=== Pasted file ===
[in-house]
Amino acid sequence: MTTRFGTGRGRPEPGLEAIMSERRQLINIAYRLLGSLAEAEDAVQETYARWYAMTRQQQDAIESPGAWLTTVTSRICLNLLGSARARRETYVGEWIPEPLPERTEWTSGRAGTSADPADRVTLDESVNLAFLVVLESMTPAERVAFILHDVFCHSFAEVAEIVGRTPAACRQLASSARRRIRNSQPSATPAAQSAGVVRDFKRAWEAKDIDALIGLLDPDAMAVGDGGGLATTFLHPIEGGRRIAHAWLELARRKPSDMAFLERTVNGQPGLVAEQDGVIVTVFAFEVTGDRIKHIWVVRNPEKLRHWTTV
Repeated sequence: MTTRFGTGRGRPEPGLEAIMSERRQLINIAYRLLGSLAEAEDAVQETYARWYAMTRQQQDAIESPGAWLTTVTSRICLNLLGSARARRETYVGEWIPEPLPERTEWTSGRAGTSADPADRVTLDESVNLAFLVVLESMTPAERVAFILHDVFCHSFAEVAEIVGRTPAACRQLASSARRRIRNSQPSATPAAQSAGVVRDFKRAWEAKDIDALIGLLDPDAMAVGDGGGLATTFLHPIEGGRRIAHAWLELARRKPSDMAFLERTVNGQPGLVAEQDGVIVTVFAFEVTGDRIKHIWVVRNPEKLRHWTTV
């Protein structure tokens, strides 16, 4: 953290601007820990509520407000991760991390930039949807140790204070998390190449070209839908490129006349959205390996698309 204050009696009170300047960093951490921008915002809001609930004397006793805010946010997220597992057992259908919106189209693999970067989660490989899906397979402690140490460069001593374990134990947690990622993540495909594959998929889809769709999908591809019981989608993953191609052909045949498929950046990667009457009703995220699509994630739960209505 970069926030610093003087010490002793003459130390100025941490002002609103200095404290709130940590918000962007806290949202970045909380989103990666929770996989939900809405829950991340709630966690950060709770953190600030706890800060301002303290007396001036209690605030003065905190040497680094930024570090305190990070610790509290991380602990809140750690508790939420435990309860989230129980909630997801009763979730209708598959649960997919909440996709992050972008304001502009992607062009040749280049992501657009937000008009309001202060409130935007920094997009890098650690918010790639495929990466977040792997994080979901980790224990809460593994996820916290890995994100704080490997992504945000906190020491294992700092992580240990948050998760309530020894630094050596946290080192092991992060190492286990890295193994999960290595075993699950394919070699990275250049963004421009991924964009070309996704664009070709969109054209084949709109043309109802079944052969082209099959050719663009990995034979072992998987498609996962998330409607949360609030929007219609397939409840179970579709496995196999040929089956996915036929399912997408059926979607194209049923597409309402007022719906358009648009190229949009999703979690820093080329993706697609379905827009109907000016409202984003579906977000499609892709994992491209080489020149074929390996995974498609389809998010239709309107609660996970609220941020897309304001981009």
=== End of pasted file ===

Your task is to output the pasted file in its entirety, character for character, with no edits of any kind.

[in-house]
Amino acid sequence: MTTRFGTGRGRPEPGLEAIMSERRQLINIAYRLLGSLAEAEDAVQETYARWYAMTRQQQDAIESPGAWLTTVTSRICLNLLGSARARRETYVGEWIPEPLPERTEWTSGRAGTSADPADRVTLDESVNLAFLVVLESMTPAERVAFILHDVFCHSFAEVAEIVGRTPAACRQLASSARRRIRNSQPSATPAAQSAGVVRDFKRAWEAKDIDALIGLLDPDAMAVGDGGGLATTFLHPIEGGRRIAHAWLELARRKPSDMAFLERTVNGQPGLVAEQDGVIVTVFAFEVTGDRIKHIWVVRNPEKLRHWTTV
Repeated sequence: MTTRFGTGRGRPEPGLEAIMSERRQLINIAYRLLGSLAEAEDAVQETYARWYAMTRQQQDAIESPGAWLTTVTSRICLNLLGSARARRETYVGEWIPEPLPERTEWTSGRAGTSADPADRVTLDESVNLAFLVVLESMTPAERVAFILHDVFCHSFAEVAEIVGRTPAACRQLASSARRRIRNSQPSATPAAQSAGVVRDFKRAWEAKDIDALIGLLDPDAMAVGDGGGLATTFLHPIEGGRRIAHAWLELARRKPSDMAFLERTVNGQPGLVAEQDGVIVTVFAFEVTGDRIKHIWVVRNPEKLRHWTTV
């Protein structure tokens, strides 16, 4: 953290601007820990509520407000991760991390930039949807140790204070998390190449070209839908490129006349959205390996698309 204050009696009170300047960093951490921008915002809001609930004397006793805010946010997220597992057992259908919106189209693999970067989660490989899906397979402690140490460069001593374990134990947690990622993540495909594959998929889809769709999908591809019981989608993953191609052909045949498929950046990667009457009703995220699509994630739960209505 970069926030610093003087010490002793003459130390100025941490002002609103200095404290709130940590918000962007806290949202970045909380989103990666929770996989939900809405829950991340709630966690950060709770953190600030706890800060301002303290007396001036209690605030003065905190040497680094930024570090305190990070610790509290991380602990809140750690508790939420435990309860989230129980909630997801009763979730209708598959649960997919909440996709992050972008304001502009992607062009040749280049992501657009937000008009309001202060409130935007920094997009890098650690918010790639495929990466977040792997994080979901980790224990809460593994996820916290890995994100704080490997992504945000906190020491294992700092992580240990948050998760309530020894630094050596946290080192092991992060190492286990890295193994999960290595075993699950394919070699990275250049963004421009991924964009070309996704664009070709969109054209084949709109043309109802079944052969082209099959050719663009990995034979072992998987498609996962998330409607949360609030929007219609397939409840179970579709496995196999040929089956996915036929399912997408059926979607194209049923597409309402007022719906358009648009190229949009999703979690820093080329993706697609379905827009109907000016409202984003579906977000499609892709994992491209080489020149074929390996995974498609389809998010239709309107609660996970609220941020897309304001981009």